History Activities
MAY 2019
4th
9am-4pm

Secret Gardens of Johns Creek garden tour presented by Johns Creek Beautification.
The Johns Creek Historical Society will be part of the garden tour at one of the Chartwell gardens.

16th
7pm

History of Clear Springs Baptist Church
Alpharetta Historical Society
on May 16th at 7pm
at the Mansell House in Alpharetta

JUNE 2019
5th
7pm

Johns Creek Historical Society Meeting
"Historic Post Offices of Johns Creek"

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May 15, 2019
Rogers Bridge Update

Project to Build a Replica Bridge Moving Forward

The Rogers Bridge project is expected to move forward with 2 stipulations to acknowledge the historic property.

Historic Rogers Bridge

The initial Historical Resources Survey determined the bridge had no unique historic value. However, based on additional information from the Historic Bridge Foundation and input from the Georgia Department of Historic Preservation, Rogers Bridge was recommended ELIGIBLE for the National Register of Historic Places.

May 15, 2019: With that determination, the project to build a new replica bridge is expected to move forward with requirements (1) to prepare a Permanent Archival Record of the bridge and (2) to place an interpretive panel to summarize the historic significance of the bridge.

Read the letter from the Historic Bridge Foundation that describes the construction of the bridge and their basis for its historical significance.

Do you have old documents, photos, items?

We are actively collecting items plus both physical and digital documents for a centralized Johns Creek history archives. If you have artifacts, photos, documents, books, recordings, or stories of life in the Johns Creek or neighboring areas during earlier times, please contact us at info@johnscreekhistory.org

We are accepting donations of records, but can also make digital copies, if you want to retain your originals.

See more about our planned history archives.

HISTORY in a BREWERY???

Six Bridges Brewing is now open in Johns Creek and it's partnering with the Johns Creek Historical Society to use local history as part of its identity.

The name Six Bridges refers to the 6 river bridges that historically existed within Johns Creek's borders, some brews will have names of communities and crossroads of the past, and Joan Compton, muralist and president of the JC Historical Society, painted a map mural that locates the 6 bridges and illustrates bits of Johns Creek history.

History in a brewery? Yes, and it's now open!

A Great Resource for Local History Memories

NEWTOWN COMMUNITY NOSTALGIA WEBSITE

Larry Garrard has reactivated a website to collect and share written memories of life in Newtown and stories of earlier residents. Read memories collected so far or submit your own memories of Newtown when it was a rural farming community. Newtown Community Nostalgia website.

This Newtown Nostalgia website is such a great idea that the JC Historical Society website will soon try out a similar capability to capture written memories of the other 3 historic communities in Johns Creek: Ocee, Warsaw, and Shakerag.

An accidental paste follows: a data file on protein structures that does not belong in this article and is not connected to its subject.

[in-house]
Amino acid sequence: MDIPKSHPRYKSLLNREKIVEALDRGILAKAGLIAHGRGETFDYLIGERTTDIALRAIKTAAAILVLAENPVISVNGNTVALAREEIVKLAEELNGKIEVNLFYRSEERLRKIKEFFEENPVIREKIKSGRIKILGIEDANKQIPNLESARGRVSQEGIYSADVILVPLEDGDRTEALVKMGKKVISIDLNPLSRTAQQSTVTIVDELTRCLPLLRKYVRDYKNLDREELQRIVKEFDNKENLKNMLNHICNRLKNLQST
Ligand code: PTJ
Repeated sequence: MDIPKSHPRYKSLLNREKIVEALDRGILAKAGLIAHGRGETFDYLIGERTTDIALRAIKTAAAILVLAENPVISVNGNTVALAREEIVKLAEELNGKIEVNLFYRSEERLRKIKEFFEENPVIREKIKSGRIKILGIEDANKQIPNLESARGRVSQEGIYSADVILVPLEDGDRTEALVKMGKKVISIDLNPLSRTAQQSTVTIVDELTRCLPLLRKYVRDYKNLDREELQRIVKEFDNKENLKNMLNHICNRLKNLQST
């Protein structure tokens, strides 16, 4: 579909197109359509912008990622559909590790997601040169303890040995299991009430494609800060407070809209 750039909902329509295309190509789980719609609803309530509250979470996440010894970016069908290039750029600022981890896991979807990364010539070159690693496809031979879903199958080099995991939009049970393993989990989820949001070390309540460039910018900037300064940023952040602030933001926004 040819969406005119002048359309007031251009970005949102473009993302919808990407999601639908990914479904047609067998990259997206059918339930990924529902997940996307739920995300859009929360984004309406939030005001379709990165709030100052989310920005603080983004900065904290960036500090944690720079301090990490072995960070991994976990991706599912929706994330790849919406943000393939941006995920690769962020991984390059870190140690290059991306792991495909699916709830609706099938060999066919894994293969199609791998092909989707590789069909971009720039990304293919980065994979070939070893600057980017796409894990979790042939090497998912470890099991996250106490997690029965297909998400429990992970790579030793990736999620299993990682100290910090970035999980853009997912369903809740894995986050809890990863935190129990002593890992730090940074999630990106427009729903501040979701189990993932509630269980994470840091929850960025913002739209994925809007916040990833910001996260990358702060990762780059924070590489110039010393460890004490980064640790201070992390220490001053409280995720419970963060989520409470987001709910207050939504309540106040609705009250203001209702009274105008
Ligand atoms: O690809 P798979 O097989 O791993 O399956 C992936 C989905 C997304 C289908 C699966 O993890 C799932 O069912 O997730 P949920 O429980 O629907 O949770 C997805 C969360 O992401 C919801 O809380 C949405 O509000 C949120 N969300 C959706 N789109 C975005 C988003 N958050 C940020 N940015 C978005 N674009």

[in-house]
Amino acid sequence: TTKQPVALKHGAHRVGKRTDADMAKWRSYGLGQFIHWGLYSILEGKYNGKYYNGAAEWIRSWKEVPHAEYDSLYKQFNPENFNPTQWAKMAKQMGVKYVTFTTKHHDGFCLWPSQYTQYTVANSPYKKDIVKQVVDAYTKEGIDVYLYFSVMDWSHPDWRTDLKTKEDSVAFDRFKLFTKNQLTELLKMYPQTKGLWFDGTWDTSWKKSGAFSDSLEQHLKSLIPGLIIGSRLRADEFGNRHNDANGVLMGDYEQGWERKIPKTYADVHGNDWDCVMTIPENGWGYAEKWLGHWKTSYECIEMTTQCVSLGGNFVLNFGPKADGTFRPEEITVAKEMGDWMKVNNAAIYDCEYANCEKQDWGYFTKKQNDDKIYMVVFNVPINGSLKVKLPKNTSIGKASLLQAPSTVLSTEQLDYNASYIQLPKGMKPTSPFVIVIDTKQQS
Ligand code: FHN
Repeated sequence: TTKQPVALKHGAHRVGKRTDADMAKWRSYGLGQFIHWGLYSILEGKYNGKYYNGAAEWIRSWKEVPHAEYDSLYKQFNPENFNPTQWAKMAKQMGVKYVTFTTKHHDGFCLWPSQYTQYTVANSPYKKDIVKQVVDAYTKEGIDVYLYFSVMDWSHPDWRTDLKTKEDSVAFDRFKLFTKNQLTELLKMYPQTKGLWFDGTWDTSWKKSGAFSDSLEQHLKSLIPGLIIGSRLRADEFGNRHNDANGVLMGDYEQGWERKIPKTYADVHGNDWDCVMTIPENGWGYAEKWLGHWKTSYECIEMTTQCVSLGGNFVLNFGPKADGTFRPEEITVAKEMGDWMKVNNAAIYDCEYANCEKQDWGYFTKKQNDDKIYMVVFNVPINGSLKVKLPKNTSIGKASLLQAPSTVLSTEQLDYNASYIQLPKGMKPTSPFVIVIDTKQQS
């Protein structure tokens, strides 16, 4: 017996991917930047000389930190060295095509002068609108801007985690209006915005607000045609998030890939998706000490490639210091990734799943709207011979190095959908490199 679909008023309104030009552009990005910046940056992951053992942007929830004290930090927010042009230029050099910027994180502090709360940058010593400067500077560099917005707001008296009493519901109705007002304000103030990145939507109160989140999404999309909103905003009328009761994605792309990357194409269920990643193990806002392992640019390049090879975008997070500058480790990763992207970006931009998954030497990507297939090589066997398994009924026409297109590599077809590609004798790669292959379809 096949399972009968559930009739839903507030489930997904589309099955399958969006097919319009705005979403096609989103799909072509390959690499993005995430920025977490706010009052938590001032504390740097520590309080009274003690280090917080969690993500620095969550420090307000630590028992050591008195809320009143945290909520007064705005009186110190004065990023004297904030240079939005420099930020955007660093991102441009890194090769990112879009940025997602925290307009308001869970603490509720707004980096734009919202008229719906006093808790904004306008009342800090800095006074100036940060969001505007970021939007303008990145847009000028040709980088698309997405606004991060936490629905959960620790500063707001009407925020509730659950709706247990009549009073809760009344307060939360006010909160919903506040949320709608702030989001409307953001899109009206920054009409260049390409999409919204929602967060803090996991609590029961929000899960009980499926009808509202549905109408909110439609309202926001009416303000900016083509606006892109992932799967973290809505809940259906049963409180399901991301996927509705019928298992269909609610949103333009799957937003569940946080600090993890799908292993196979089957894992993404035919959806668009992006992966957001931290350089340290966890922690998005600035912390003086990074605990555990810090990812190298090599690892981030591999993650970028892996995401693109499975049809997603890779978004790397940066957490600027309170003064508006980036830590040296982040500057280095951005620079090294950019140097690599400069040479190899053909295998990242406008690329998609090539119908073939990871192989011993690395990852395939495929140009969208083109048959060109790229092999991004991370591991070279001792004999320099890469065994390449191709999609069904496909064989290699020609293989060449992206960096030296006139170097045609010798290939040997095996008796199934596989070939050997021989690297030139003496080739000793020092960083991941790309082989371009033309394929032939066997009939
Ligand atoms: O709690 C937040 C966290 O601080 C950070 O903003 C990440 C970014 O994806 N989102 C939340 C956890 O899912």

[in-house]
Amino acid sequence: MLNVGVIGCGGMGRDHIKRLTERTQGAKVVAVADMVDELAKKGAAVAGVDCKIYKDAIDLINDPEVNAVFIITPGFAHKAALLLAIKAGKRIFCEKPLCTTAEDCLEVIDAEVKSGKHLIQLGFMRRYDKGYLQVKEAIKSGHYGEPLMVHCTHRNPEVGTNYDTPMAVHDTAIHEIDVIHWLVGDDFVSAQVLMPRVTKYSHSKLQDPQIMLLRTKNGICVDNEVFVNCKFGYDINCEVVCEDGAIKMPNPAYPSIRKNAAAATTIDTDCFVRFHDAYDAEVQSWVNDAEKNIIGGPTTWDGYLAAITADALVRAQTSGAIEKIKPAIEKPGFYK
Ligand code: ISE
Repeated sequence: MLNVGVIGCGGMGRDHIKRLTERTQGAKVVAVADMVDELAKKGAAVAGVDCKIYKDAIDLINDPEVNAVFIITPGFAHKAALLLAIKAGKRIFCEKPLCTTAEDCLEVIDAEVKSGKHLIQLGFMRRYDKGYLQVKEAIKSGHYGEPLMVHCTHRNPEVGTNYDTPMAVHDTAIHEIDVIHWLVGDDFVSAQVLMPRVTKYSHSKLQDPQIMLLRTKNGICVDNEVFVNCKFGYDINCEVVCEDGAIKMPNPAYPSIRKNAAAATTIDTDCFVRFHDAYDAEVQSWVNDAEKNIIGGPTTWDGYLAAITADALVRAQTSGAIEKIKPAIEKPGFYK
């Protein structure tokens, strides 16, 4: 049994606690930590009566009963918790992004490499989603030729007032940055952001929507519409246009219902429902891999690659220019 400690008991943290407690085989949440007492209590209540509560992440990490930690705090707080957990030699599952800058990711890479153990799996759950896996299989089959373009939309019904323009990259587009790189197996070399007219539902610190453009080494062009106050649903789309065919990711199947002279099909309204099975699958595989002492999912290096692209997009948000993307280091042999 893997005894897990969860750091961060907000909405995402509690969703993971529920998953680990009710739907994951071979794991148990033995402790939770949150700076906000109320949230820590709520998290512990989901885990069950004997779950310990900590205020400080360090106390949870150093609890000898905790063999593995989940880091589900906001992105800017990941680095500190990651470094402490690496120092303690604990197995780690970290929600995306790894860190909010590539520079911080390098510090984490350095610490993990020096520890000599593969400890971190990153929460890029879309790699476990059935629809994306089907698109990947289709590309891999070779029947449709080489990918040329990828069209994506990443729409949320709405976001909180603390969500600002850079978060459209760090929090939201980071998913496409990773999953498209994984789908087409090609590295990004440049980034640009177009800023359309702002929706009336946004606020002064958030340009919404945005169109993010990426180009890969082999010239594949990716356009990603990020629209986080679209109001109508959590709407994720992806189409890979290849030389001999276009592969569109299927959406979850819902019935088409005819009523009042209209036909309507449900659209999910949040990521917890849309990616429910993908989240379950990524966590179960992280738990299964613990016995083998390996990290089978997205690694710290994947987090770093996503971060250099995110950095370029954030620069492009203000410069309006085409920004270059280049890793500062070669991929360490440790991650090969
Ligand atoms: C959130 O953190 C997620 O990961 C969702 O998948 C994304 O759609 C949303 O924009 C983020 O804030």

Join us for FIELDTRIPS to local historic sites

We had a great time visiting the Mt. Zion Church and the Rogers-Bell cemetery on one of our field trips. See photos


Discover Johns Creek History with Us
Next Johns Creek Historical Society Meeting

"Historic Post Offices of Johns Creek"
Wednesday, June 5th
7:00pm

Old Warsaw Church at Autrey Mill Nature Preserve
9700 Autrey Mill Road

Today Johns Creek does not have even one post office within its borders, but that wasn't always the case. Since the early 1830s many post offices have existed... and disappeared.

Warsaw, Sheltonville, Ocee, Skelton, Mazeppa, Alton, McClure, and others

Historic post office Johns Creek

We know about all these P.O.'s, when they were established and when they disappeared, where they were located, and who were the postmasters through a treasure trove of records that were required by the United States Postal Service and are now available online through the National Archives.

These records are a boon to historians, because even the smallest post offices in the most rural areas were recorded with a paper trail that includes lists and dates of postmaster appointments; postal routes with stops identified, distances between stops, and frequency of service; and site location reports submitted in the request to establish a post office. The site location reports include hand-drawn maps and information including distances and directions to nearest existing post offices, towns, transportation, waterways, and other landmarks.

We've been collecting these rich records for our Johns Creek history archives since last year and will share some of our post office research and mapping at the June 5th meeting.

This meeting is free and open to the public.

See how to find these documents online and view an example of a Johns Creek area historic post office map and site location description.

History at the Garden Tour
Historical Society at the "Secret Gardens of Johns Creek" Tour

Our thanks to Johns Creek Beautification for including the Johns Creek Historical Society as part of their Secret Gardens Tour on May 4th.